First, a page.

Wet lumber, is also called green lumber. It is wood which is used for construction that has a higher level of moisture that that of kiln dried wood for example.
When a tree is felled there tends to be a lot of water in the cells of the wood. The term for water that has accumulated in these cells is ‘free water’. After the tree is cut, the free water starts to slowly evaporate and will only stop this process when the level of moisture in the wood reaches the same level of moisture as its environment. A term used for this process is EMC or equilibrium moisture content.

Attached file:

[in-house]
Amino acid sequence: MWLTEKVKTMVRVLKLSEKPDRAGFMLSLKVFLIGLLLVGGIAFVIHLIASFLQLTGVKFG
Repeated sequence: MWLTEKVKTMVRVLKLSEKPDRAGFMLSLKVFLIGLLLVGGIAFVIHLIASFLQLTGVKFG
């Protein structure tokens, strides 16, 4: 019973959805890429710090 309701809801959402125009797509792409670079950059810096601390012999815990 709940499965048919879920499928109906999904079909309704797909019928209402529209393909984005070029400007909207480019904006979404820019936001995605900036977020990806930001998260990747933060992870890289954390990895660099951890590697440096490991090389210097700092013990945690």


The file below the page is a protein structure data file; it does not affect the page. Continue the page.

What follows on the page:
Why are we talking about a woods evaporation process you might ask? Well, when it comes to green lumber, there has not been enough time for the wood to reach EMC, or the process has been hindered. For example, it is often hindered because it is usually wrapped in plastic before being stored after processing. This means that when the wood is unwrapped for use on a construction site, it still maintains a high-water content level.
States such as Arizona and parts of California which are drier, hotter areas of the country will often use green lumber. This is because the wood will dry out much faster.
One reason that wet lumber is used is that it’s usually a cheaper option. Also, due to it being a softer wood, it is less prone to splitting and easier to drive a nail into.